The reliance placed upon these two cases by the learned counsel for the departmental does not seem to us to be justified in its application to the peculiar facts of the present case. To our minds it is not enough merely to say that the company in the present instance engaged in a dozen transactions of sale. We have said enough to indicate that the company was promoted solely for the purpose of conserving the family assets and was engaged in the business of planters from which it derived a very large income. That some portions of the property were sold cannot immediately lead us to the conclusion that here was a business in dealing with landed property. Satisfactory reasons have been advanced as to why it was necessary that some portions of the estate should be disposed of. Those we have referred to already. Nor can the mere circumstances that the company had armed itself with the power to deal in properties lead us to ignore all the other equally, if not more important, aspects and conclude that the company was dealing in properties. All the facts and circumstances of the case incline us strongly to the view that the properties during the last several years impress such activities with the character of business.
We may nest briefly consider whether the view that was taken by the officers below that it may be treated as an adventure in the nature of a trade has any substance. The facts necessary to deal with this aspect of the matter have already been stated and do not require repetition. It would suffice for us to refer to a decision of the Supreme Court in Venkataswami Naidu and Co. v. Commissioner of Income-tax and the observations of Gajendragadkar J. in that decision. The facts of that case were that the appellant firm, which acted as managing agents, purchased four contiguous plots adjacent to the place, where the mills of the company managed by the appellant were situated. The appellant was in possession of the lands for some years but made no effort to cultivate them or to utilise them or to utilise them in any manner. Finally, the appellant sold these lands to the company managed by it at a profit. The Tribunal held that the amount was not a capital accretion but was a gain made in an adventure in the nature of business and was therefore taxable. On a reference, the High Court accepted this view of the matter. In the appeal to the Supreme Court, the question arose whether the transaction was an adventure in the nature of a trade. It is sufficient for us to extract the head-notes of this decision.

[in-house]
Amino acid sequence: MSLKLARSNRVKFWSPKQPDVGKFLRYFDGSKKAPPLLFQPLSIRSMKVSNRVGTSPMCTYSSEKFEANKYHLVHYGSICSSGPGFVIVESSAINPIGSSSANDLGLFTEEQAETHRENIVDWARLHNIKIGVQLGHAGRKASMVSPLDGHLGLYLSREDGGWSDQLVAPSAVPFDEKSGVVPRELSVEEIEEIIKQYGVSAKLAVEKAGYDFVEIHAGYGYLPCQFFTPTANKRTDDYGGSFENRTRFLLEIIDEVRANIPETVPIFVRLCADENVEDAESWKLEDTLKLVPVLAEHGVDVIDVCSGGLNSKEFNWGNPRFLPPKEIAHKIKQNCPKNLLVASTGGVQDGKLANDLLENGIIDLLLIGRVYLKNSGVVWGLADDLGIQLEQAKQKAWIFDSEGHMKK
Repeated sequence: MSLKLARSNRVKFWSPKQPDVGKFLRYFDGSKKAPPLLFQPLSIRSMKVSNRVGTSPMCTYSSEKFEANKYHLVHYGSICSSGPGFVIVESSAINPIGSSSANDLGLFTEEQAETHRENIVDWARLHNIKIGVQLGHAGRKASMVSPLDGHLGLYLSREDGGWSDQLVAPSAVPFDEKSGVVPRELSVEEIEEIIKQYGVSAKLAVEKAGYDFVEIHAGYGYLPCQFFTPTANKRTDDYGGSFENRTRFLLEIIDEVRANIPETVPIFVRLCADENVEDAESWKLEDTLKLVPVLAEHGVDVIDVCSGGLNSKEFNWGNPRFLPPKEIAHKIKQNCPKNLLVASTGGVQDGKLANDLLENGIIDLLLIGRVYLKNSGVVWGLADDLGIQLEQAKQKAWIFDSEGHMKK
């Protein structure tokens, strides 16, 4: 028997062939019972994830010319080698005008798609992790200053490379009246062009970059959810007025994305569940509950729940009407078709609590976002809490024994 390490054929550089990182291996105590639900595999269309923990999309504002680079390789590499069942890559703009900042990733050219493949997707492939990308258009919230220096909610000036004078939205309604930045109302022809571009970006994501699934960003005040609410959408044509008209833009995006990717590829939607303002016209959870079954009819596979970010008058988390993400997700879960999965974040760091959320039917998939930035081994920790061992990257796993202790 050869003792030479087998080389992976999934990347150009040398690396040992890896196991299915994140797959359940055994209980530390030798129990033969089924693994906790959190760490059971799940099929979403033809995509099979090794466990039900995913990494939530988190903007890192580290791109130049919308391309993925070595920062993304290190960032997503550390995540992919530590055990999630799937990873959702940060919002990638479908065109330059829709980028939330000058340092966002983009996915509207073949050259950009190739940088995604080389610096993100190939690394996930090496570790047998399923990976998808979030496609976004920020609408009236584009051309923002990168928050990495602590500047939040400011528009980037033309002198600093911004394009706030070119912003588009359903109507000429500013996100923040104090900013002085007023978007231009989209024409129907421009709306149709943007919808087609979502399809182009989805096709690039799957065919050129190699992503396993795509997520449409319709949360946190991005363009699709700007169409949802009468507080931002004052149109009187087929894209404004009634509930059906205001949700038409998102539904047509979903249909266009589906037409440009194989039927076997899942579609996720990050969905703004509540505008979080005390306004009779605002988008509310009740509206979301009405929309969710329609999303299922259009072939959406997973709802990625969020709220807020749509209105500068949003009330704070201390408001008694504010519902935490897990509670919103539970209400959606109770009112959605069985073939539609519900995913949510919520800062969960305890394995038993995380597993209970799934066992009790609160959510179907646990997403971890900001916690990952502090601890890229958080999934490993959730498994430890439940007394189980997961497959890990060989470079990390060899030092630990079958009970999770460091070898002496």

'If a person invests money in land intending to hold it, enjoys its income for some time, and then sells it at a profit, it would be a clear case of capital accretion and not profit derived from and adventure in the nature of trade. Cases of realisation of investments consisting of purchase and resale, though profitable, are clearly outside the domain of adventures of the nature of trade. In deciding the character of such transactions several factors are relevant, such as, e.g., whether the purchaser was a trader and the purchase of the commodity and its resale were allied to his usual trade or business or incidental to it; the nature and quantity of the commodity purchased and resold; any act subsequent and thereby make it improve the quality of the commodity purchased and thereby make it more readily resoluble; any act prior to the purchase showing a design or purpose; the incidents associated with the purchase and resale; the element of pride of possession... The presence of all these relevant factors may help the court to draw an inference that a transaction is in the nature of trade; but it is not a matter of merely counting the number of facts and circumstances pro and con; what is important to consider is their distinctive character. In each case, it is the total effect of all relevant factors and circumstances that determines the character of the transaction.